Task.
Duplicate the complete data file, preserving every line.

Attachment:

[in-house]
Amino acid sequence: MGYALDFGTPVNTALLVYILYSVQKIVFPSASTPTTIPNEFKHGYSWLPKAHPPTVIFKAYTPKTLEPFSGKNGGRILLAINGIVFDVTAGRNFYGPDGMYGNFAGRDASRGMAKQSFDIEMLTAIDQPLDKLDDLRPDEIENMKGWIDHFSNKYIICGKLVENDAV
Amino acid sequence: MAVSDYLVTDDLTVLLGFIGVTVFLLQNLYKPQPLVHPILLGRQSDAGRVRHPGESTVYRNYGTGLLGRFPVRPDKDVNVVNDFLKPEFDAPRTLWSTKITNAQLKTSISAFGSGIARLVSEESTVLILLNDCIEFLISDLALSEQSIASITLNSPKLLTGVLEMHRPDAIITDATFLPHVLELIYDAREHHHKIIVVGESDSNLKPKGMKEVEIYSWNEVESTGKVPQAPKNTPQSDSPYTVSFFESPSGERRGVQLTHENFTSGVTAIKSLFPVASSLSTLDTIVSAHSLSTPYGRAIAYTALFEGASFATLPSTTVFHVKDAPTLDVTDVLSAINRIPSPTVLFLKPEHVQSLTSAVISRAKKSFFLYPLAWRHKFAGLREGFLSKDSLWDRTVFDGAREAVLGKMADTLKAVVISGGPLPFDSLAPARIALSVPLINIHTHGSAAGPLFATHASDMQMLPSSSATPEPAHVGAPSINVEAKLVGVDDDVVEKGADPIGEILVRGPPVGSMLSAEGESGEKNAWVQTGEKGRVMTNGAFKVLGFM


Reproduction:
[in-house]
Amino acid sequence: MGYALDFGTPVNTALLVYILYSVQKIVFPSASTPTTIPNEFKHGYSWLPKAHPPTVIFKAYTPKTLEPFSGKNGGRILLAINGIVFDVTAGRNFYGPDGMYGNFAGRDASRGMAKQSFDIEMLTAIDQPLDKLDDLRPDEIENMKGWIDHFSNKYIICGKLVENDAV
Amino acid sequence: MAVSDYLVTDDLTVLLGFIGVTVFLLQNLYKPQPLVHPILLGRQSDAGRVRHPGESTVYRNYGTGLLGRFPVRPDKDVNVVNDFLKPEFDAPRTLWSTKITNAQLKTSISAFGSGIARLVSEESTVLILLNDCIEFLISDLALSEQSIASITLNSPKLLTGVLEMHRPDAIITDATFLPHVLELIYDAREHHHKIIVVGESDSNLKPKGMKEVEIYSWNEVESTGKVPQAPKNTPQSDSPYTVSFFESPSGERRGVQLTHENFTSGVTAIKSLFPVASSLSTLDTIVSAHSLSTPYGRAIAYTALFEGASFATLPSTTVFHVKDAPTLDVTDVLSAINRIPSPTVLFLKPEHVQSLTSAVISRAKKSFFLYPLAWRHKFAGLREGFLSKDSLWDRTVFDGAREAVLGKMADTLKAVVISGGPLPFDSLAPARIALSVPLINIHTHGSAAGPLFATHASDMQMLPSSSATPEPAHVGAPSINVEAKLVGVDDDVVEKGADPIGEILVRGPPVGSMLSAEGESGEKNAWVQTGEKGRVMTNGAFKVLGFM